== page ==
Lang Lang Scholars with Midwest Young Artists Conservatory Symphony Orchestra
by Michael Cameron
source: Chicago Music Report
The collaboration between the Midwest Young Artists Conservatory and the Lang Lang International Music Foundation® has been, to understate the point, a fruitful one. Much more than a mere competition that serves to whittle down a troop of budding pianists to a handful who can play a Rachmaninov concerto faster and cleaner than the rest, the foundation seeks to bridge cultures and develop pathways for musical exchange between nations.
While the performances by the nine supremely gifted young pianists at MYA’s Lang Lang Young Scholars concert were without exception extraordinary, the stories coaxed out of them by conductor Dr. Allan Dennis were as moving as the music they made. The international cadre of youngsters had just completed a week long residency in the Chicago area, hosted by area families. After a week of chamber music collaborations, coachings, and immersion in local culture with host families serving as guides, each musician performed a movement of a concerto with the MYA Symphony Orchestra Sunday evening in the Pritzker Pavilion at Millennium Park.
The forecast for the outdoor event wasn’t promising, but the storms held off long enough for the concert to proceed without a hitch, and a few thousand spectators were treated to concert that included a sneak peak at some rising stars of the concert grand.
After a rousing orchestral introduction in the form of Von Suppe’s crowd pleasing Light Cavalry Overture, 13-year-old Russian Vavara Kutusova gave a shapely, graceful performance of Mozart’s Piano Concerto No. 9. She applied a delicate touch to the composer’s lyrical lines, and the cadenza was smartly paced, punctuated at times by a firm left hand. The youngest of the bunch was 10-year-old Hong Kong native Peter Leung. As his small frame cheerfully hopped on the piano bench it was hard to imagine that he could deliver a convincing account of the first movement of Beethoven’s mighty Piano Concerto No. 1. Deliver he did, with note perfect execution and a cogent sensibility, reflecting impressive natural gifts and the sure hands of his teachers and coaches.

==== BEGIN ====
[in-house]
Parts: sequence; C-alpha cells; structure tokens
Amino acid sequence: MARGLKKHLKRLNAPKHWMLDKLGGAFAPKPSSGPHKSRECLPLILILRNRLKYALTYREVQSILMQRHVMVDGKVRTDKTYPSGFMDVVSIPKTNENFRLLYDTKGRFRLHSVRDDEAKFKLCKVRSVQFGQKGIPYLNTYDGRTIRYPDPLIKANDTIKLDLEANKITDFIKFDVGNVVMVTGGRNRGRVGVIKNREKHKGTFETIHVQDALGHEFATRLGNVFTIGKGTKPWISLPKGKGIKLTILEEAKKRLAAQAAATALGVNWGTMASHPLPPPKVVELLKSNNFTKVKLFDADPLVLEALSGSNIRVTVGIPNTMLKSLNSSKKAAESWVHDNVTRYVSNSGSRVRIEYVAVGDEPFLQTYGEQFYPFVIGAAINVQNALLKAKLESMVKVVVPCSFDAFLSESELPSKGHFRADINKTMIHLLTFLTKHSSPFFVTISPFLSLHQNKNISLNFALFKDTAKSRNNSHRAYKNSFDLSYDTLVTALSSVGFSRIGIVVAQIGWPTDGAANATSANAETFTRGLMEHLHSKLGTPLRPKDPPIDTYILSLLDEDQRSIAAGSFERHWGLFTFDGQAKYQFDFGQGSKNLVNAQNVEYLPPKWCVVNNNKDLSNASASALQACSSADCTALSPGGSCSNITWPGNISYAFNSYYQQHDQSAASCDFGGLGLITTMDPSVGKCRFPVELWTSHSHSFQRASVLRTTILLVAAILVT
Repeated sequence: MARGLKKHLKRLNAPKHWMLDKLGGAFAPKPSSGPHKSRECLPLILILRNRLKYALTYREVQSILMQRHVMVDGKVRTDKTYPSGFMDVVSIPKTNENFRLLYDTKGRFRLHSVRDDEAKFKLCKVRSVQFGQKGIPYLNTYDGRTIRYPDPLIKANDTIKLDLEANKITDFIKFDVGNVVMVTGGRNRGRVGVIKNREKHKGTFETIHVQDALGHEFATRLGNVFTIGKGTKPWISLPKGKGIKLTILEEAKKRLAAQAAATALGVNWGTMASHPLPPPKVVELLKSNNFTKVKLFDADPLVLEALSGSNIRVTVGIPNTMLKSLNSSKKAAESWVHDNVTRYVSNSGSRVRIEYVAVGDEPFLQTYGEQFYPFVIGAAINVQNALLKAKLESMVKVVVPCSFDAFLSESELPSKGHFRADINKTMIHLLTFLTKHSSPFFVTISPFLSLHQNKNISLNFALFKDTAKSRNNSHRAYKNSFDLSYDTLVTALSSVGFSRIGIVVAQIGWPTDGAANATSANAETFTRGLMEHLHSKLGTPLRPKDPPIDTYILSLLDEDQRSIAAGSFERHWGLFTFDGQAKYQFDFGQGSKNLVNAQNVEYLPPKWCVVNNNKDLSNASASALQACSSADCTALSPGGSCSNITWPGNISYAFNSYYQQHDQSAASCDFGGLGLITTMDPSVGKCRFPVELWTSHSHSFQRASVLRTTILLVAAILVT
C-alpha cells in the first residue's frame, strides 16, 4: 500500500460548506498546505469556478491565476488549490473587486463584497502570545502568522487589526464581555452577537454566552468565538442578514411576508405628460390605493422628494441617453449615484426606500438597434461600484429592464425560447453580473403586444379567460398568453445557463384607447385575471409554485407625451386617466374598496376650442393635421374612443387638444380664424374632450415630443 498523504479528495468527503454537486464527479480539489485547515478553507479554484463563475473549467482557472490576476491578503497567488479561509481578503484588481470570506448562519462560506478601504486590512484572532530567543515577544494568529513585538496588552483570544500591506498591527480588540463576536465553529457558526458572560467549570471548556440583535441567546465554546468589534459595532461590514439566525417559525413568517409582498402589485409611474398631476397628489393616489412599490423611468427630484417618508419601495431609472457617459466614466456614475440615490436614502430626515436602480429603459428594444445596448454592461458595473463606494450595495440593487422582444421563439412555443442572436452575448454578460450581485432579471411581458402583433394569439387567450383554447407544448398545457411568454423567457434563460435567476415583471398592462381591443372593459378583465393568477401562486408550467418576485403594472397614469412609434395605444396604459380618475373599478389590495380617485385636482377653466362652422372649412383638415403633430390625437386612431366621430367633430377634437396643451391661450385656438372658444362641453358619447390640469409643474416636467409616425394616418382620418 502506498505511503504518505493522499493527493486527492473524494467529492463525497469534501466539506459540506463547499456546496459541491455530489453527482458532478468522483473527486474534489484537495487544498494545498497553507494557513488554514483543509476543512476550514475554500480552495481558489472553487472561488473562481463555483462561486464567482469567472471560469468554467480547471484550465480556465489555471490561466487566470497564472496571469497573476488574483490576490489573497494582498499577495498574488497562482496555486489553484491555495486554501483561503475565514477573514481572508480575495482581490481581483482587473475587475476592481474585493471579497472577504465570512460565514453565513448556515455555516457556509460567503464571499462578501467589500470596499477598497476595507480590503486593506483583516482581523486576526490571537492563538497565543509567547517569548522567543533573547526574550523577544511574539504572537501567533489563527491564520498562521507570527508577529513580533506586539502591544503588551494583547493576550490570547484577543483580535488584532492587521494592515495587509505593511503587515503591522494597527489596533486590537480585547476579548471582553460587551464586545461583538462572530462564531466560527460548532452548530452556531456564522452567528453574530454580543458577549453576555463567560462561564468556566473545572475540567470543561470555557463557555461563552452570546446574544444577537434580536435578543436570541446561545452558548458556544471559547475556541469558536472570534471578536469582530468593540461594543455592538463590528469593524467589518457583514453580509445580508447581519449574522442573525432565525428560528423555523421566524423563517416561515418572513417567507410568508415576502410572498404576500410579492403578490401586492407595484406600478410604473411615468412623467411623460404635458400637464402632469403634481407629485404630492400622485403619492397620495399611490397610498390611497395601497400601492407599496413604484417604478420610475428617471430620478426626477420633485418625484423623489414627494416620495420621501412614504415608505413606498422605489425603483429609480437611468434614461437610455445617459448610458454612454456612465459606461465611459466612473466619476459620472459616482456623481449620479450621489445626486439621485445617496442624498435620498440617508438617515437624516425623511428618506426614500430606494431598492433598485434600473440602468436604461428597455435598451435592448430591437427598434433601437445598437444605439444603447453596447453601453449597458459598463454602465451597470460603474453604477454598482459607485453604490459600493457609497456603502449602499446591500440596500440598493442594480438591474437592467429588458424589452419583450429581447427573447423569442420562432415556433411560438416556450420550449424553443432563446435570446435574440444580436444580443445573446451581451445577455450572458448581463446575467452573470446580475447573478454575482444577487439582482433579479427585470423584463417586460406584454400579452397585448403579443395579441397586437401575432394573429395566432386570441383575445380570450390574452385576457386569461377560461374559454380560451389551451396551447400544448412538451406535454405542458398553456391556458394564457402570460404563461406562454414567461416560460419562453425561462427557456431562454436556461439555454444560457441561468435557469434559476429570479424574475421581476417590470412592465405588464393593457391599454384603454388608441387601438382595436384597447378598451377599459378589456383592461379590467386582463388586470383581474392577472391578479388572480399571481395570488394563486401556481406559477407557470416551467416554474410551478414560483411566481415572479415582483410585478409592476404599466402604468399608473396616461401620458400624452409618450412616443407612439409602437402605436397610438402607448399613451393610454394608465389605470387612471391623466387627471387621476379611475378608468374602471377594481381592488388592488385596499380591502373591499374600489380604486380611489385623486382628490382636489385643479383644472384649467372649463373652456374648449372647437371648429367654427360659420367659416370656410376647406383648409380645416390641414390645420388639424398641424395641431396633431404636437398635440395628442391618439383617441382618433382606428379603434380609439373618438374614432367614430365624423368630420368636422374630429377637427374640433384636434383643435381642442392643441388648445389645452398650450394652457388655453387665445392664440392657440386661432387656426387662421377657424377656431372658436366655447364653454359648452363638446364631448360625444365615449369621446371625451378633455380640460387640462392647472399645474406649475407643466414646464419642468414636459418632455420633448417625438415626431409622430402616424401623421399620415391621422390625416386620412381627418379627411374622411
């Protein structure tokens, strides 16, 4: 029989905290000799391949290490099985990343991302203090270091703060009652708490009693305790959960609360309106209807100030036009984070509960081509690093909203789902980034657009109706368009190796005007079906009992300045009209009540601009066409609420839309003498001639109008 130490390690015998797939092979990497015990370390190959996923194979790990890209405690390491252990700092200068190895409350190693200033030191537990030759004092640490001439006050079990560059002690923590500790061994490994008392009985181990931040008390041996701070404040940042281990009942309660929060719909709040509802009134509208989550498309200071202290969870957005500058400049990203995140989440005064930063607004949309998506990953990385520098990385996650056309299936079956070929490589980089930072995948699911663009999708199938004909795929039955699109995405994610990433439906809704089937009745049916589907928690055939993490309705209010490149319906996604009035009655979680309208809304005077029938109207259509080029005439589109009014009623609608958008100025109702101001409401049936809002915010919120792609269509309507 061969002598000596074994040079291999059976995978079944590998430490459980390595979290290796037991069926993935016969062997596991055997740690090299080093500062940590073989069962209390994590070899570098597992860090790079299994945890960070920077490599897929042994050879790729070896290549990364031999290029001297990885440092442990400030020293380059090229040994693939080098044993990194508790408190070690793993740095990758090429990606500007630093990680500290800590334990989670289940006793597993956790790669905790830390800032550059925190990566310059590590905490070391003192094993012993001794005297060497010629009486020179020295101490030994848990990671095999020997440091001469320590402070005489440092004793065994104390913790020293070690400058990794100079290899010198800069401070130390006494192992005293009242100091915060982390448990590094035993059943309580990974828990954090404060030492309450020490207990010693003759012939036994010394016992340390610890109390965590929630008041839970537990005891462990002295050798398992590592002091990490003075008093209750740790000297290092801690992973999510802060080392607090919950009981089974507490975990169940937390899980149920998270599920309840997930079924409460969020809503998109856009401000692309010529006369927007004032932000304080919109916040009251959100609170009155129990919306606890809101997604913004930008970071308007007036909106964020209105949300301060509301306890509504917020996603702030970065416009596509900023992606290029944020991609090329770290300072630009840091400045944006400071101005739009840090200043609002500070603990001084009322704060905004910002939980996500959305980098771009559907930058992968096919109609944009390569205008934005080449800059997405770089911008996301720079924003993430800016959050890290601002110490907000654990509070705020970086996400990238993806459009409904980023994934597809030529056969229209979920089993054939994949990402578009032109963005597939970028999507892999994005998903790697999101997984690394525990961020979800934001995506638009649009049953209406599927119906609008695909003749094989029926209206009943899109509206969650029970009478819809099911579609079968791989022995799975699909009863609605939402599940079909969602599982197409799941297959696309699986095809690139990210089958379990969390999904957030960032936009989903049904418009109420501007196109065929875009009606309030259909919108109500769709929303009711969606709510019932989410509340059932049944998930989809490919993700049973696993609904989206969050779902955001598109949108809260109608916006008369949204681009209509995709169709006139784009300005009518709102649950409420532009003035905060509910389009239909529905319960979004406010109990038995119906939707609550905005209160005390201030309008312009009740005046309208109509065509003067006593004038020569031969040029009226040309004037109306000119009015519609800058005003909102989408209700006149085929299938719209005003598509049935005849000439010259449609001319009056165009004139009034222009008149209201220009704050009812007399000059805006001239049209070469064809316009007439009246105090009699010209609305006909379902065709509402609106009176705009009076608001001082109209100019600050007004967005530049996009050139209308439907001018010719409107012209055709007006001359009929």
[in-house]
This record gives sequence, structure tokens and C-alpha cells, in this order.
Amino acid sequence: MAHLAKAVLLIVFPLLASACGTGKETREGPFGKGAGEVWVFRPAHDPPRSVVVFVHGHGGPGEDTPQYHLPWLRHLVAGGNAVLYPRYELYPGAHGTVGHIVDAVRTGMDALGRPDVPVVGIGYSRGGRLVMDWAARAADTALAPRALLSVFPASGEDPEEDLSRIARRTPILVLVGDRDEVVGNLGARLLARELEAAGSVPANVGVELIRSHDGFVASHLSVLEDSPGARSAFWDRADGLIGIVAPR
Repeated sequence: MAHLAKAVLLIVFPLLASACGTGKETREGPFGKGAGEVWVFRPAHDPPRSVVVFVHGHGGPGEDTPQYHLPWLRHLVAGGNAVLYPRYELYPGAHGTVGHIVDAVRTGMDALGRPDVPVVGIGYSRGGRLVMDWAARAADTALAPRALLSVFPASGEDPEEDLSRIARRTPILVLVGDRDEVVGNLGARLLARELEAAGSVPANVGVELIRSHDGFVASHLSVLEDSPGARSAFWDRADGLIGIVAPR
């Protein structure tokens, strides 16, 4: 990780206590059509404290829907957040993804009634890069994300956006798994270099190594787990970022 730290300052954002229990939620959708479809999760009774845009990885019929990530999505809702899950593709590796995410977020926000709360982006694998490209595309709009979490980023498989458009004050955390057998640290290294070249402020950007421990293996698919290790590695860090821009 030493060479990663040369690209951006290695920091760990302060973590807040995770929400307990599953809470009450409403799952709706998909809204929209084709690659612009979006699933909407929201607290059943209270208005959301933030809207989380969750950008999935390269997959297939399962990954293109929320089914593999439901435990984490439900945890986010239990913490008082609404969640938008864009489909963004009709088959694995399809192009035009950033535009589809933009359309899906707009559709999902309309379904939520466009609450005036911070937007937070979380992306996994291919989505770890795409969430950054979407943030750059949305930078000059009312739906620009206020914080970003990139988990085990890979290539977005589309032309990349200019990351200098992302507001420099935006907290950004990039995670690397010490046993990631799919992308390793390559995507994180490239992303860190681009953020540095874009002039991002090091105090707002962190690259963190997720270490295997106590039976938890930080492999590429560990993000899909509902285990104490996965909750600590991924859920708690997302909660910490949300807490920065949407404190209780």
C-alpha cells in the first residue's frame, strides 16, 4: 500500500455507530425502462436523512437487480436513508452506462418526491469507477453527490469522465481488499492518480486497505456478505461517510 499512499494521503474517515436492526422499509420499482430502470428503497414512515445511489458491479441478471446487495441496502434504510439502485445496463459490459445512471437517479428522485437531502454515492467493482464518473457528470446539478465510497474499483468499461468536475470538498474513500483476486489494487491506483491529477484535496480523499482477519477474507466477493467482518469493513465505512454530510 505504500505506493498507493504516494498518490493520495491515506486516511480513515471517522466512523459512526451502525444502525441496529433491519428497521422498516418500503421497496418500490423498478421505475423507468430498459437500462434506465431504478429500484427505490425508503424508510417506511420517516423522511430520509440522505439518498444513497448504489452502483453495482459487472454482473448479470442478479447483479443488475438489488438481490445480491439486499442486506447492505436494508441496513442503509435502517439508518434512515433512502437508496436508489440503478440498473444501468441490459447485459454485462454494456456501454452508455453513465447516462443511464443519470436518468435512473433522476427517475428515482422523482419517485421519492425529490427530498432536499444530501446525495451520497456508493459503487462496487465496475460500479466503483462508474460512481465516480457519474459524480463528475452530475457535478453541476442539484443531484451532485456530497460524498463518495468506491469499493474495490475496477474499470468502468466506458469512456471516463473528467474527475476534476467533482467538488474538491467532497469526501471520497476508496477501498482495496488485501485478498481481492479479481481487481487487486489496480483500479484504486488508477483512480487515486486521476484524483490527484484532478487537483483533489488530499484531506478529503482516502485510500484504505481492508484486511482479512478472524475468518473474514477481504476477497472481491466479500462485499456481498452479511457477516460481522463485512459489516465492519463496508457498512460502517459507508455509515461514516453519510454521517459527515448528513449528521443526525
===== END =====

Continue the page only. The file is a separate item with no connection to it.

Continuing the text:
13-year-old Jenny Kong, also hailing from Hong Kong, gave a sterling account of the finale of Beethoven’s third piano concerto. Her touch was generally light and clean, but she was able to coax heroic, big boned chordal passages when the score demanded. California native Elizabeth Zeitz choose Mendelssohn’s fiendishly difficult Concerto No. 1 for her competition piece, and she tore into the opening pages with a blistering tempo that seemed to tempt the fates. Not only was she up to the challenge, she was well-equipped to tease out the composer’s admonition to perform the movement “con fuego”. The poignancy she found in the slower passages showed that there is more in her arsenal than sheer chops.
Sometimes a romantic slow movement can prove a stiffer challenge for young musicians than quick ones, since mastery of rubato usually requires years of experience to nurture and blossom. 15-year-old Chelsea Guo, from Juilliard’s Pre-College Division, seemed right at home in the second movement Larghetto from Chopin’s Concerto No. 2. She negotiated Chopin’s arabesques with unforced elegance, displaying a genuine gift for lyrical finesse.
16-year-old Boston native Amir Siraj was next up with the first movement of Franz Liszt’s first piano concerto. There was no shortage of power and precision in the infamous, blistering double octaves, and both soloist and Maestro Dennis handled the frequent tempo changes with ease. The oldest one of the bunch was 17-year-old Eden Chen, playing the first movement of the uber-popular Rachmaninoff Piano Concerto No. 2. This has been a calling card for many a Russian pianist, and Chen exhibited all the dexterity and dynamism required for a truly compelling reading.
Raymond Feng was up next with another warhorse of the literature, the Grieg Concerto in A minor. The 14-year-old handled the giant chords with ease, and elsewhere traced the singing lines with shapely nobility. It was a reunion of sorts for local girl Kimberly Han, who had earlier played the first movement of Prokofiev’s third concerto with MYA as a result of a first prize in the Walgreens competition. Her account was just as persuasive and idiomatic as I remember from the concert in February, and etched with steely precision and forward thrust.
A festive account of Berlioz’ Roman Carnival Overture closed the terrific concert, and no doubt the young players in the orchestra and at the keyboard created memories that will last a lifetime.